Omega Pharma has a clear focus on their partnership with community pharmacy, says managing director Neil Lister. Now they have become pharmacy owners themselves, Mr Lister says he’s seen a positive and negative reaction to their recent purchase of a community pharmacy in north London, Warman-Freed Pharmacy. It will be established as a ‘learning pharmacy’, as well as serving the local community in the normal way. Shopper habits and pharmacy processes will be tested, analysed and shared, with topics decided by an independent pharmacy panel.
‘We’re very excited about it. The main thing that we are going to try to do with it is to be a service to community pharmacists.
We will set up a group of trustees who will define the topics to be looked at and we will share those back to pharmacists. The opportunities are endless.
Where other companies have invested in bespoke facilities for shopper research, using their own pharmacy is something that is ‘much more in touch and relevant,’ he says. It will offer a more realistic learning environment than a mocked-up store, he suggests.
‘Our mission is to make a difference to pharmacists and put them at the heart of what we do. If we can help move along the debate in some key areas then that has to be a good thing. And if, as a result, pharmacists want to support our products more, that’s a great outcome, but that’s not why we’ve done it.’
The community pharmacy, established in the 1950s and with 32 staff, is well known in the Golders Green community for its long opening hours: from 8am to midnight all through the year. It will have the usual mix of products and brands, and not be biased towards Omega Pharma brands, says Mr Lister.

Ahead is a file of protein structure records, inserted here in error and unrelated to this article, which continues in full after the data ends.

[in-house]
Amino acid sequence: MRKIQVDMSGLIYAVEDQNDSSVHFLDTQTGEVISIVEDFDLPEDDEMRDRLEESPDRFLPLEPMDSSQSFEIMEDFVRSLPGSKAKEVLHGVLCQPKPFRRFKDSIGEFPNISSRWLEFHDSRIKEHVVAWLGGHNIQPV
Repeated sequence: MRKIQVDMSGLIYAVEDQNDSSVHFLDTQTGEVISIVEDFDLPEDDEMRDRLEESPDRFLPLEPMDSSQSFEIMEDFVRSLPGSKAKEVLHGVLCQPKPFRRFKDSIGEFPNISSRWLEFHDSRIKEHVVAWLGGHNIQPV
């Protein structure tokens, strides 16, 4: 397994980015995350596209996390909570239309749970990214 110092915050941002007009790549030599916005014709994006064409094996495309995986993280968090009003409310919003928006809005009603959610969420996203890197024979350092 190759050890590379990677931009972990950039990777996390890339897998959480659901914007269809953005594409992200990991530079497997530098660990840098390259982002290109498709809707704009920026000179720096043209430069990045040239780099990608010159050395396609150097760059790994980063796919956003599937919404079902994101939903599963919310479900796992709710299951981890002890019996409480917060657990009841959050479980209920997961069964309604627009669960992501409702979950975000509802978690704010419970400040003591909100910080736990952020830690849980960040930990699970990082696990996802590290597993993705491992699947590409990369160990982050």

However, while the pharmacy will be run for profit, Mr Lister says that he doesn’t expect the venture to make money in the long term, ‘because of the learning element’. Two insight managers employed by the company will be involved in the project, and pharmacist and trainer Liam Stapleton has joined as superintendent pharmacist. Customers will be informed there will be ‘discreet surveillance’ in store.
Mr Lister gives examples of topics to be examined: making money, keeping up with paperwork, cash flow, pricing, staff management and understanding new legislation.
Persuading the local council to reinstate customer parking outside the pharmacy is something that is at the top of his list, he says. He hopes to get together with other traders to solve the problem. And, yes, hints and tips about getting the parking issue sorted, or otherwise, will be shared with anyone who is interested.
Some key OTC categories are delivering ‘great growth’, says Neil Lister, including the medicated skincare, head lice and hayfever categories, all of which Omega Pharma are involved with. A combination of extensive TV advertising that gives consumers clear messages about how products work and broad category-based training and education for pharmacies from Omega Pharma, has helped to grow established categories, he says. He points to the company’s success in featuring a community pharmacist (Nick Kaye, below) in TV advertising for Prevalin.
‘There are some bright areas in the market where manufacturers are investing in advertising and in education and training. Sometimes a different approach in mature categories can make a big difference – often the penetration of mature categories is really low.’
Plenty of opportunity for growth remains in the OTC market, he believes. ‘If you look at the macro situation, units sold are flat at best. There are bigger things that we as manufacturers and the industry as a whole needs to do to really help OTC revive.’
Too many people don’t know that they can go to a pharmacy, rather than the GP, to solve their problems, he says. ‘We can be showing people that there are great products that exist out there, and that you can go to your pharmacist and buy something that really works.'